The principal side effect of olanzapine is weight gain, which may be profound in some cases and/or associated with derangement in blood-lipid and blood-sugar profiles (see section metabolic effects). A 2013 meta-analysis of the efficacy and tolerance of 15 antipsychotic drugs (APDs) found that it had the highest propensity for causing weight gain out of the 15 APDs compared with an SMD of 0.74. Extrapyramidal side effects, although potentially serious, are infrequent to rare from olanzapine, but may include tremors and muscle rigidity.
It is not recommended to be used by IM injection in acute myocardial infarction, bradycardia, recent heart surgery, severe hypotension, sick sinus syndrome, and unstable angina.
Several patient groups are at a heightened risk of side effects from olanzapine and antipsychotics in general. Olanzapine may produce nontrivial high blood sugar in people with diabetes mellitus. Likewise, the elderly are at a greater risk of falls and accidental injury. Young males appear to be at heightened risk of dystonic reactions, although these are relatively rare with olanzapine. Most antipsychotics, including olanzapine, may disrupt the body’s natural thermoregulatory systems, thus permitting excursions to dangerous levels when situations (exposure to heat, strenuous exercise) occur.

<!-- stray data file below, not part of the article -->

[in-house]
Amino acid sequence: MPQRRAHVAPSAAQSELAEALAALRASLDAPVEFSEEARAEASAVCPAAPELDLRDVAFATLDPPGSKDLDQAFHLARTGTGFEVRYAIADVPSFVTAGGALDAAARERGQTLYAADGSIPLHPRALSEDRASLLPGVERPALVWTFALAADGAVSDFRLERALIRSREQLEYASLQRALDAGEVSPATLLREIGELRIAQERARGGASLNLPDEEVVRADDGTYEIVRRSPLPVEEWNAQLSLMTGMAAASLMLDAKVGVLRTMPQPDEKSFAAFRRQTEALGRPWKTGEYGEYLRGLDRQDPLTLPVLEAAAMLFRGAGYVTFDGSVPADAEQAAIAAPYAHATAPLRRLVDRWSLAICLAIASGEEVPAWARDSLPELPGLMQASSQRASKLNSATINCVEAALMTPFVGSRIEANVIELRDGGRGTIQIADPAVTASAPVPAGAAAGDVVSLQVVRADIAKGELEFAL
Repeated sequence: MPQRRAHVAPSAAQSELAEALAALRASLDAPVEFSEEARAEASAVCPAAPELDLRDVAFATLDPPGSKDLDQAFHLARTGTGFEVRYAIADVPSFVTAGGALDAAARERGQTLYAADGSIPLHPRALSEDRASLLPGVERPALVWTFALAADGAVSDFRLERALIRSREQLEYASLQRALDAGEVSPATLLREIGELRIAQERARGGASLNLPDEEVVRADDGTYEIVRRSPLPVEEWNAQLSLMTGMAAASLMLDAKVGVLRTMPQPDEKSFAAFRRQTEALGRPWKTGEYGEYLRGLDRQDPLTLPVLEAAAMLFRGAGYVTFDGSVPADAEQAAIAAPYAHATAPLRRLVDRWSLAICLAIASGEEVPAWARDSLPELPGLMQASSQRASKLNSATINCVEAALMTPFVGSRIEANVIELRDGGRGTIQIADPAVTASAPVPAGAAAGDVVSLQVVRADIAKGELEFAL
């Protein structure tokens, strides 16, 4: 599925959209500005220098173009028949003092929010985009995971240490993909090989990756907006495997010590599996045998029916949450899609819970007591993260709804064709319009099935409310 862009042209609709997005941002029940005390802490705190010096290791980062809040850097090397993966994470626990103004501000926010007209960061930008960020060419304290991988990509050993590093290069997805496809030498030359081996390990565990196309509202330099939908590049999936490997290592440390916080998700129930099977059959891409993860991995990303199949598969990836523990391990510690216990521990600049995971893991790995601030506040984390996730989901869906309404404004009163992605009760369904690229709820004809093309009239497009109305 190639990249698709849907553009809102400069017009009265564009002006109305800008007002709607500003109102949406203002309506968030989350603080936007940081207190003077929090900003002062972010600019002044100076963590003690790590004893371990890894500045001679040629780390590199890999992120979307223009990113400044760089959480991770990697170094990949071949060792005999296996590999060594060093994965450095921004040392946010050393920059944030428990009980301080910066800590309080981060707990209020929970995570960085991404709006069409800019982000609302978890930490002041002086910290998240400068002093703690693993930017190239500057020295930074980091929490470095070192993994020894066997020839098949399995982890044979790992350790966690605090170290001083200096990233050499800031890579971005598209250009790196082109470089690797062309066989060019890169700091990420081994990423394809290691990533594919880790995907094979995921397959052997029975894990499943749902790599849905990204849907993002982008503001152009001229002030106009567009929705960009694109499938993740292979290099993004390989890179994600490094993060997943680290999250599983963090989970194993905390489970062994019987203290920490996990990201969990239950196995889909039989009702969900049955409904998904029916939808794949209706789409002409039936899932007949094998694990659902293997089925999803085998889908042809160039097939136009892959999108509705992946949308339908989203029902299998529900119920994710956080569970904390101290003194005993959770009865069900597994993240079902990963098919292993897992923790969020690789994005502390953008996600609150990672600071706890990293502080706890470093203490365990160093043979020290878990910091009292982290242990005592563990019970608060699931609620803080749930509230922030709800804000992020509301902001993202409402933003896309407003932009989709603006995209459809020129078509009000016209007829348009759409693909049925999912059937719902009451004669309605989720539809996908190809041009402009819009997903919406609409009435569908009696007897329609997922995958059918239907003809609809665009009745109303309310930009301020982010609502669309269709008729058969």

Other side effects include galactorrhoea, amenorrhea, gynecomastia, and erectile dysfunction (impotence).
Olanzapine is used therapeutically to treat serious mental illness. Occasionally, it can have the opposite effect and provoke serious paradoxical reactions in a small subgroup of people, causing unusual changes in personality, thoughts, or behaviour; hallucinations and excessive thoughts about suicide have also been linked to olanzapine use.
Many different types of medication can create or induce pure obsessive-compulsive disorder (OCD) in patients who have never had symptoms before. A new chapter about OCD in the Diagnostic and Statistical Manual of Mental Disorders, Fifth Edition (2013) now specifically includes drug-induced OCD.
Atypical antipsychotics (second-generation antipsychotics), such as olanzapine (Zyprexa), have been proven to induce de novo OCD in patients.